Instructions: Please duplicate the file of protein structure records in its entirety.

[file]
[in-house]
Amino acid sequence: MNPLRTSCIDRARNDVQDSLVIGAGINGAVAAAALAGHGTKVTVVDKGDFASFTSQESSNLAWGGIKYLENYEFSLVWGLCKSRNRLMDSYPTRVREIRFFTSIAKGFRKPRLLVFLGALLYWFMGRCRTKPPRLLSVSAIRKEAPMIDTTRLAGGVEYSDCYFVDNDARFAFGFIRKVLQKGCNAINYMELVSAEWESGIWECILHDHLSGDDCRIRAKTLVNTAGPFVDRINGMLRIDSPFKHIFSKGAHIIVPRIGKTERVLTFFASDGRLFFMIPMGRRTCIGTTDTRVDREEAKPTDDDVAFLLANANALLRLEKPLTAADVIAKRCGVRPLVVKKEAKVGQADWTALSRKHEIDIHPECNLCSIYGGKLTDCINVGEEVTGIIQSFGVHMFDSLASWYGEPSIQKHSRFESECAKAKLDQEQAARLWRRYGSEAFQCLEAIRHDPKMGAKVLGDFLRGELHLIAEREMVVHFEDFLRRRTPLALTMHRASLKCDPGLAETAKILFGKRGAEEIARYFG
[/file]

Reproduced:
[in-house]
Amino acid sequence: MNPLRTSCIDRARNDVQDSLVIGAGINGAVAAAALAGHGTKVTVVDKGDFASFTSQESSNLAWGGIKYLENYEFSLVWGLCKSRNRLMDSYPTRVREIRFFTSIAKGFRKPRLLVFLGALLYWFMGRCRTKPPRLLSVSAIRKEAPMIDTTRLAGGVEYSDCYFVDNDARFAFGFIRKVLQKGCNAINYMELVSAEWESGIWECILHDHLSGDDCRIRAKTLVNTAGPFVDRINGMLRIDSPFKHIFSKGAHIIVPRIGKTERVLTFFASDGRLFFMIPMGRRTCIGTTDTRVDREEAKPTDDDVAFLLANANALLRLEKPLTAADVIAKRCGVRPLVVKKEAKVGQADWTALSRKHEIDIHPECNLCSIYGGKLTDCINVGEEVTGIIQSFGVHMFDSLASWYGEPSIQKHSRFESECAKAKLDQEQAARLWRRYGSEAFQCLEAIRHDPKMGAKVLGDFLRGELHLIAEREMVVHFEDFLRRRTPLALTMHRASLKCDPGLAETAKILFGKRGAEEIARYFG